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12.03.19

HS2: Cutting through Cumbria

Source: RTM Feb/March 2019

Cumbria Chamber of Commerce is arguing for HS2 services from London to call at Carlisle, Oxenholme and Penrith. The chamber’s policy lead, Julian Whittle, explains why.

It came as a huge shock to businesses in Cumbria to learn that HS2 trains from London are set to pass through the county without stopping. If the plans come to fruition, the dedicated high-speed line will extend as far as Golborne Junction, near Wigan, from where trains will continue over existing tracks to Glasgow or Edinburgh.

But HS2 is saying that these services will operate non-stop north of Preston, forcing passengers from Cumbria to change trains.

Cumbria Chamber of Commerce is the largest representative business organisation in the county. Our initial reaction was that HS2’s proposal would damage our economy – that was confirmed when we consulted in-depth on transport issues early in 2018 to shape our response to Transport for the North’s draft strategic plan.

Of the 141 businesses to complete our survey, 65% thought their prospects would be harmed if HS2’s London trains failed to stop. Many didn’t mince their words. Comments included: “insane,” “crazy,” “an absolute disgrace,” and “an absolute disaster.”

For the last year, we have been lobbying HS2 to change its mind. We have the backing of Cumbrian MPs, local authorities, and Cumbria Tourism; while in December I met the minister for HS2, Nusrat Ghani, to explain our position. She asked us to prepare a business case, which we submitted as our response to HS2’s consultation on its Phase 2b Environmental Statement.

Our principal argument is that HS2’s proposal puts at risk the astonishing growth in passenger numbers seen on the West Coast Main Line since the introduction of Virgin’s Pendolino trains in 2004-5. Passenger numbers at Penrith and Oxenholme have soared by 134% and 124% respectively. The existing stopping pattern for London-Glasgow services clearly works. So why meddle with it? At present, all trains call at Carlisle while more than half serve Oxenholme and Penrith.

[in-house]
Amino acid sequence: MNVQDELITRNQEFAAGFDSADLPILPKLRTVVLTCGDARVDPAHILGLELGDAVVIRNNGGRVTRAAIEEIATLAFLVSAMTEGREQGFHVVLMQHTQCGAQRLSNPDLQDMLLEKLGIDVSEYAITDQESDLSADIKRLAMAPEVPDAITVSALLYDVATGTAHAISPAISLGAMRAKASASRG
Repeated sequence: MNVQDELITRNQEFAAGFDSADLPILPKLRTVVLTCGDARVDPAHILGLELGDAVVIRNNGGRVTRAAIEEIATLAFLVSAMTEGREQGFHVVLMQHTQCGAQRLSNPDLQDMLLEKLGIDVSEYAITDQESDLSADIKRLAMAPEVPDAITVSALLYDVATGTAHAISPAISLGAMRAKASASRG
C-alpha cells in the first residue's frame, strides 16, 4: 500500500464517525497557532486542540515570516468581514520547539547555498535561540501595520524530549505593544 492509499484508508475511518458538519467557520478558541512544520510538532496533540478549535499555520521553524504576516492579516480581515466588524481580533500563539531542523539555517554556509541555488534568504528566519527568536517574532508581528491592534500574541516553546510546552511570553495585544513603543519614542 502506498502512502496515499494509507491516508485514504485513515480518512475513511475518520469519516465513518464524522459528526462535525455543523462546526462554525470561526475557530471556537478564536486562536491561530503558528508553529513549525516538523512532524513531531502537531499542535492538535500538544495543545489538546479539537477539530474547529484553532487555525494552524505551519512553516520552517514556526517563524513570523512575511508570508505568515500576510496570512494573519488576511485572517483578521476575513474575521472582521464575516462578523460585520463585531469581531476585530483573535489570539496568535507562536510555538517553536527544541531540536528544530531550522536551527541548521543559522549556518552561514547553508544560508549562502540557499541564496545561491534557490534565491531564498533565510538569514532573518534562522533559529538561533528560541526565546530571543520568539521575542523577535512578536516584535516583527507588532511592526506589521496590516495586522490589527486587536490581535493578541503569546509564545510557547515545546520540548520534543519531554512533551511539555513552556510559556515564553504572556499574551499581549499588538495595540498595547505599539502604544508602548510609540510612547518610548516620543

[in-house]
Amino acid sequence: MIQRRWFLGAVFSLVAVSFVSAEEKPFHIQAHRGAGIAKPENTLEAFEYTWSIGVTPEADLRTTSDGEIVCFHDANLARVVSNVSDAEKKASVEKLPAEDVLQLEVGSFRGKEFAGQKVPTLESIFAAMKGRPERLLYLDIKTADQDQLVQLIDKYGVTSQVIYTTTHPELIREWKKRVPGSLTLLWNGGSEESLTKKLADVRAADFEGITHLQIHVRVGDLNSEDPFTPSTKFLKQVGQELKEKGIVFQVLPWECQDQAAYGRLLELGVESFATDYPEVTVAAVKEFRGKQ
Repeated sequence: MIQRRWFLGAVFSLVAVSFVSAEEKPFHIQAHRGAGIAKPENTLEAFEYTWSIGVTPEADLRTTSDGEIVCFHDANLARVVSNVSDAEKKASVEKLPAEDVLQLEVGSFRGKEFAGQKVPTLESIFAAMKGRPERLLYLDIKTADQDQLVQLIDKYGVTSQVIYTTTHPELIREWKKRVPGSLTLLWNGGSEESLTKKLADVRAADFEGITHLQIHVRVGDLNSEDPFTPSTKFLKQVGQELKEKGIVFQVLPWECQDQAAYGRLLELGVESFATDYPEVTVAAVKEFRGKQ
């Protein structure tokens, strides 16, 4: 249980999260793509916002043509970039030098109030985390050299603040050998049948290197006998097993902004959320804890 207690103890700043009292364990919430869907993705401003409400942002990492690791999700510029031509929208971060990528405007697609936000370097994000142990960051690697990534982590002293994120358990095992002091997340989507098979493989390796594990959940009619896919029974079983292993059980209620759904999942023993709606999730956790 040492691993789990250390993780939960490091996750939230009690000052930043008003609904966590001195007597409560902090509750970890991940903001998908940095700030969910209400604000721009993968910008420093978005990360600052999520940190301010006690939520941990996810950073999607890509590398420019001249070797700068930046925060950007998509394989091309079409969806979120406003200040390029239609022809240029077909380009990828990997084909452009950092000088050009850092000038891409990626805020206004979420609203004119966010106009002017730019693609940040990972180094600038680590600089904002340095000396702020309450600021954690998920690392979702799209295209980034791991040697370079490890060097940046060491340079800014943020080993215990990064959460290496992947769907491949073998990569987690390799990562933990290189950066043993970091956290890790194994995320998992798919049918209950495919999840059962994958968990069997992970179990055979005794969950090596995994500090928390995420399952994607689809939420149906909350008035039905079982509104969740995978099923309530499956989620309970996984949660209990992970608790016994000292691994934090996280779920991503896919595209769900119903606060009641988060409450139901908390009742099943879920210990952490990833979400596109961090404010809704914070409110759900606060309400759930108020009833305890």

It is true that, even with a change at Preston, HS2 will reduce journey times to London, but many passengers put a higher value on the convenience of a through service. Changing brings the potential for a missed connection, and deters tourists with luggage and business travellers who prefer to work without interruption.

Omitting Cumbrian stations sends out absolutely the wrong message to potential inward investors by portraying the county as a backwater – it’s anything but. Our 498,000 permanent residents are swelled by 47 million annual visitors (Cumbria has two National Parks and two World Heritage Sites), and the coastal strip rarely seen by visitors is home to high-tech manufacturing and energy businesses such as Sellafield, BAE Systems, and GSK.

HS2’s plans would hinder the Lake District National Park’s strategy to reduce the proportion of visitors arriving by car. It would also undermine the government’s proposals for a Borderlands Growth Deal and for a garden village, with up to 10,000 new homes, on the outskirts of Carlisle.

There are signs that HS2 is showing flexibility. It had planned to split trains into Glasgow and Edinburgh portions at Carstairs in Scotland. It now says it may do this at Carlisle, allowing passengers to board and alight.

We think HS2 should go further. There is a compelling case for its services to observe the existing stopping pattern when they join the ‘classic’ network north of Golborne Junction. After all, the main argument for HS2 is that it increases capacity by relieving pressure on the West Coast Main Line.

Achieving shorter London-Glasgow/Edinburgh journey times is a bonus. Shaving a few more minutes off shouldn’t be the be-all and end-all.

 

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